I’ll start this off by confessing to something that most fall prey to but never really admit: going all in for that 0% introductory interest rate.
It’s all fun and games until the introductory rate expires, and what follows is a horror story of interest rates that suck in all your hard-earned money and leave you barely able to pay off the minimum each month. It happens.
Having a credit card has so many enticing benefits that we often forget the strings attached.
Today I will give you the most practical tips to keep your credit card interest rates on a minimum. But first, here’s a quick introduction on what finance charges are.
What is a finance charge?
A finance charge is basically a fee that you have to pay for extending any existing credit. This applies to most transactions involving commoditized credit services like car loans, mortgages and credit cards.
The most common finance charge you might have heard of is the interest rate, which, as most lenders will explain to you, depends on your credit scores and history, and the type of financing you want.
The difference with the types of finance charges is whether they come from secured financing backed by an asset like a mortgage or a vehicle, or from unsecured financing like credit cards. We’ll talk about credit cards in a bit.
Finance charges are separate from any other fees you have to pay for obtaining a credit service, such as annual fees or late fees, even. Finance charges might include:Interest fees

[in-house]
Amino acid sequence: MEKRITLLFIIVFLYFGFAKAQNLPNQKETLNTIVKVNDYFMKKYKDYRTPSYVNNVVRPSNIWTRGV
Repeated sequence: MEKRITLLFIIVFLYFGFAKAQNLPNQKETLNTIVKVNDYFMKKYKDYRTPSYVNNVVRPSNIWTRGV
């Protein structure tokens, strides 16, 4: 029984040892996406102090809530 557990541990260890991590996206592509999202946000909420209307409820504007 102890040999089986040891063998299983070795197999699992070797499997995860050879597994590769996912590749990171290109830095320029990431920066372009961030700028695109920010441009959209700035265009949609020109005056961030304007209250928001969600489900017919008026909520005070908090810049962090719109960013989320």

- Membership fees
- Service fees
- Transaction fees
- Loan fees
- Appraisal fees
- One-time fees like origination fees
Here’s a helpful trick to help you remember all the additional fees you find yourself paying every billing period: finance charges are fees you wouldn’t have to pay if you made the transactions in cash instead of credit.
Types of finance charges
1. Personal Loans
Finance charges on personal loans are inclusive of all fees: interest fees and additional ones that the lender requires before you take out the loan.
2. Auto Loans
Finance charges include all the costs you have to pay according to your lender’s terms, such as application fees and interest fees.
Your total cost of credit on mortgages is also known as its finance charges. This is because the total amount of interest is added to loan charges like private mortgage insurance, document preparation fees, origination fees, etc.
4. Credit card finance charges
Credit card companies make sure that you pay off your balance and finance charges in full before you get a new grace period for your next billing cycle.
Otherwise, starting a new billing cycle with a balance from the previous one will make you susceptible to increased finance charges on every purchase you make with your card.
Finance charges on credit cards
Simply put, technical terms aside, a finance charge is the fee you pay if you took your time paying off your credit card balance.
Paying your balance usually has a grace period, and once you go beyond that period, your issuer will start putting fees depending on how long you’ve been putting it off.